A cancer diagnosis requires a financial action plan as well as a medical one. Budgeting for health care costs and ensuring your family’s security require planning regardless of income. Dealing with financial issues can significantly add to the stress of a cancer diagnosis and this may be a good area to delegate to someone else, like a trusted family member or friend, or a certified financial planner sensitive to cancer issues. Many medical care costs can be defrayed by insurance and various aid programs that can cover medicine, travel and/or housing costs.
Insurance and medical coverage
Financial assistance for cancer treatment and other services is available to people at various income levels and in many situations. Of course, in our health care system, insurance makes a big difference in cancer care. If you do not have insurance there are several ways to get it:
1.You can buy group insurance through an employer or other group (ie. union, church or civic group)
2. You can buy individual insurance. While these policies tend to be more expensive many states have “high-risk pools” to serve high-risk individuals who do not have access to group insurance. Information on these pools can be found at the National Association of Health Underwriters http://www.nahu.org/consumer/hrpguide.cfm.
3. Finally, you can get coverage through federal and state programs that are available for qualified cancer patients. Each program has its own rules and requirements. A good place to start looking for information on these options is to contact the social work department at the hospital where you are receiving care. Other useful resources can be found below.
Understanding Your Coverage and Claims
Even if you have the best insurance coverage, you will likely be responsible for deductibles, co-payments, hospital bed rentals, some at-home nursing care, certain medications, and some services. Read your plan carefully and talk to your provider about your cancer diagnosis and what exactly will be covered. Navigating the complexities of individual insurers can be daunting and may require a degree of persistence.
Most of the time, people receive the care they need, but the potential exists for disagreements over the services that will be provided or paid for by health plans. Should this happen, you should know that all health care providers are required by law to follow state and federal rules for handling their enrollee’s complaints. Many states have legislated additional procedures outside of the health plan, called “external reviews” or “independent reviews,” to provide an unbiased way to resolve disputes between patients and their health plans. More information on claims and legal assistance can be found under “Legal Assistance and Advocacy”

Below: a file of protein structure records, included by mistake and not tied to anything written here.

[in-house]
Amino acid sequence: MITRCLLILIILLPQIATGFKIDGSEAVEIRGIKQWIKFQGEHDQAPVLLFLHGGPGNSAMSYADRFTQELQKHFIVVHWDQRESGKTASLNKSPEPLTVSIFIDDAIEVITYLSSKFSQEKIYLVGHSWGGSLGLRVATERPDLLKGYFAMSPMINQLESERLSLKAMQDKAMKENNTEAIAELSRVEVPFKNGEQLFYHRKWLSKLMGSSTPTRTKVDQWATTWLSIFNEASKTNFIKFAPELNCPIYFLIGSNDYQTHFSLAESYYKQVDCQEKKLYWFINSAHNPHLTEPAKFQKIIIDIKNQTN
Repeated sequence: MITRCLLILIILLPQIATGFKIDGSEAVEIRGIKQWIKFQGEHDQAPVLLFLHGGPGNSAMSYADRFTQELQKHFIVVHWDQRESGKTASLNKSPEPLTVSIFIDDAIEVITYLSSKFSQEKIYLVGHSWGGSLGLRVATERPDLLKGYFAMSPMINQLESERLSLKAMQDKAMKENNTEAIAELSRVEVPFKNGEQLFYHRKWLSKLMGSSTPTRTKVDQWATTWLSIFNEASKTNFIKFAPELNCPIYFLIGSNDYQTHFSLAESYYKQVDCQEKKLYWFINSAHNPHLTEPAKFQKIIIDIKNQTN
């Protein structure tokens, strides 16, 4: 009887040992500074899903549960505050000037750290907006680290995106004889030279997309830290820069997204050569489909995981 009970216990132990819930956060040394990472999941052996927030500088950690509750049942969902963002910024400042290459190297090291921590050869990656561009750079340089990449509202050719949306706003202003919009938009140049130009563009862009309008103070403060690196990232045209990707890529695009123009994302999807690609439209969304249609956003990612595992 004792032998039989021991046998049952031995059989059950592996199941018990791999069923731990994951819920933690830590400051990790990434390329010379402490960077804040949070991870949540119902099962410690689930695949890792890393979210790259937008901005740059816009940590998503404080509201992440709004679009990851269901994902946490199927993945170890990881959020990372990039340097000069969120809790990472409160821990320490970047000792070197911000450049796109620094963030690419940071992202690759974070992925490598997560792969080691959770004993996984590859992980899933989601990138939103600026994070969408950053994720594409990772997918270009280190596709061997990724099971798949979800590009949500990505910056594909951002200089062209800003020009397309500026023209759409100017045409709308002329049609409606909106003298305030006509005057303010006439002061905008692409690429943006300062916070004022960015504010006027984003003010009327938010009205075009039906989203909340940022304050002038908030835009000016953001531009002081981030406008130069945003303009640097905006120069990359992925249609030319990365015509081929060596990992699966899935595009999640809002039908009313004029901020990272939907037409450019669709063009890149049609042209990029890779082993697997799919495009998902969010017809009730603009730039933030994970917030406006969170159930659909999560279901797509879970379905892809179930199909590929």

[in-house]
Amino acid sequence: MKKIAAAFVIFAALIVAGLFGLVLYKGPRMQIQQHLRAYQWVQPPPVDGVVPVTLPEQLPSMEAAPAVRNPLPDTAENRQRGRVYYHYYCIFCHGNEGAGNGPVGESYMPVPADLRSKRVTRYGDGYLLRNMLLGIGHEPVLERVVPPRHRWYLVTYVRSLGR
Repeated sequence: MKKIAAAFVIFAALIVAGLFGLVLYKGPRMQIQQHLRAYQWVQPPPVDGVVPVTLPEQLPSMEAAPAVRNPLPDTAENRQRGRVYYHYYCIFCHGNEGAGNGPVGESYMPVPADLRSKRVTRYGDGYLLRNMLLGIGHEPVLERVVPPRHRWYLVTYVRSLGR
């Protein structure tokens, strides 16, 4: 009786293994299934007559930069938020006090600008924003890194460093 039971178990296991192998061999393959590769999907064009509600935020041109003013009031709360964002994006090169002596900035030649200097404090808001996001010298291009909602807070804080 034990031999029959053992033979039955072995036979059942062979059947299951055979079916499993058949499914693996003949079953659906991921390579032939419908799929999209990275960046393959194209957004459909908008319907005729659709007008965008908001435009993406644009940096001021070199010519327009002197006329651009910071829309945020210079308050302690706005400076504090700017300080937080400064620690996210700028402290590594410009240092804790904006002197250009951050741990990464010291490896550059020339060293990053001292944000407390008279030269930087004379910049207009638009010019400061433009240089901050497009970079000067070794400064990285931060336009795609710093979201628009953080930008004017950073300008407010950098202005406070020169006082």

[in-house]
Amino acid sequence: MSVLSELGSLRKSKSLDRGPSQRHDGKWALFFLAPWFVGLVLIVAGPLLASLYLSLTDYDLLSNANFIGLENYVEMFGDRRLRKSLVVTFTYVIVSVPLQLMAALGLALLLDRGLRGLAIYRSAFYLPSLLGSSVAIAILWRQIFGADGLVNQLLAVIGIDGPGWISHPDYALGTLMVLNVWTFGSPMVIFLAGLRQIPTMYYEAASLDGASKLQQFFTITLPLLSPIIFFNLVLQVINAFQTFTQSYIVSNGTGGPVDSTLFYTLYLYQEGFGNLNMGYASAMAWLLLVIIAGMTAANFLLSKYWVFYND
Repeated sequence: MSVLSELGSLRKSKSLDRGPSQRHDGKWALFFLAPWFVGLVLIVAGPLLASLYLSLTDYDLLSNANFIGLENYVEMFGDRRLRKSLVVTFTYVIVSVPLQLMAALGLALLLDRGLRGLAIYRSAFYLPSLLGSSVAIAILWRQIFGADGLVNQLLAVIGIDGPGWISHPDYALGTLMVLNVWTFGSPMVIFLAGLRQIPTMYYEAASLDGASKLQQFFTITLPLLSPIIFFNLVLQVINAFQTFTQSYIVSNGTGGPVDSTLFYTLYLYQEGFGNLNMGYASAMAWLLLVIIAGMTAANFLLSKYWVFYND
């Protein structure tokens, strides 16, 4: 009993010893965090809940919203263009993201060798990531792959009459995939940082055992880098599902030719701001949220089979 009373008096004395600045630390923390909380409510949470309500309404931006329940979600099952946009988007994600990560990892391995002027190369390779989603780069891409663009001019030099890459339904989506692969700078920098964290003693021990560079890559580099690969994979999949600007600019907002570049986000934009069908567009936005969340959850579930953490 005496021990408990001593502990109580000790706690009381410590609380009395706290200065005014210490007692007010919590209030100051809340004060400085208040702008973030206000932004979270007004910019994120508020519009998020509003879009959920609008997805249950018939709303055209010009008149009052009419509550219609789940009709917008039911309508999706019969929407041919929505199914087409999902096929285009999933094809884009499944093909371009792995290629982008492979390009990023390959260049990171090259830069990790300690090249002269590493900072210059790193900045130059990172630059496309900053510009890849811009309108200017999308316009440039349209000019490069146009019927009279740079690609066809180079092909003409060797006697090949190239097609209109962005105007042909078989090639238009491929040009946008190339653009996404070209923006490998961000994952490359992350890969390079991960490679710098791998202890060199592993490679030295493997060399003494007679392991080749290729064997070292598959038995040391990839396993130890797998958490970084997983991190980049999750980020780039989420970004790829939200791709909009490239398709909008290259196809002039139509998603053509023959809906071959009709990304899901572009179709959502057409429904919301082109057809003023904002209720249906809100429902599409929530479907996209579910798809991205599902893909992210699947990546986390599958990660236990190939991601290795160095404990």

A Note About Clinical Trials
Clinical trials are an important treatment option for many people with pancreatic cancer. There are different financial implications when a patient is on a clinical trial versus when they are treated with “standard” regimens. If you are thinking about participating in a clinical trial, you should discuss the financial aspects of this decision with the hospital financial counselor or billing staff. Your physician and research nurse may also have important information about various options.
The National Comprehensive Clinical Network (NCCN) is a not-for-profit alliance of 21 of the world's leading cancer centers, and is dedicated to improving the quality and effectiveness of care provided to patients with cancer. They have a wonderful resource page of information addressing financial issues for cancer patients.
Cancer Net (Managing the cost of cancer care) offers a comprehensive overview of the financial costs of cancer care in the United States, including why it's important to talk openly with your healthcare team, what costs to expect, which questions to ask, and more.
The Cancer Financial Assistance Coalition (CFAC) is a coalition of financial assistance organizations joining forces to help cancer patients experience better health and well-being by limiting financial challenges. The Web site offers a resource directory to find assistance, and a reading room to learn more about finding assistance.
National Pancreatic Cancer Foundation The financial assistance program is a program that has been put in place to assist those with pancreatic cancer to help cover basic cost of living expenses.
NCI Department of Veterans Affairs
1-877-827-1000 (VA Benefits)
1-877-222-8387 (Healthcare Benefits)
For more information on Medigap policies, you may call 1-800-633-4227 and ask for a free copy of the publication “Choosing a Medigap Policy: A Guide to Health Insurance for People With Medicare.”
Social Security Administration
Social Security has an obligation to provide benefits quickly to applicants whose medical conditions are so serious that their conditions obviously meet disability standards which include pancreas cancer
American Cancer Society
ACS offers a wealth of information for cancer patients and limited assistance to help cover certain cancer-related expenses.
CancerCare offers limited financial assistance to pancreatic cancer patients.
Cancer Care - A Helping Hand
The resources guide for people facing financial challenges. Order copies of "A Helping Hand" completely free of charge today at www.cancercare.org/publications/order. supply is limited.
Paying for Senior Care
The American Elder Care Research Organization
Telephone: 641-715-3900 Ext. 606151#
Aging Americans are struggling to pay for assisted living, home care and other forms of long term care. Our mission is to solve this puzzle by providing tools, information and creative ideas which help families and caregivers discover the means to care for their elderly loved ones.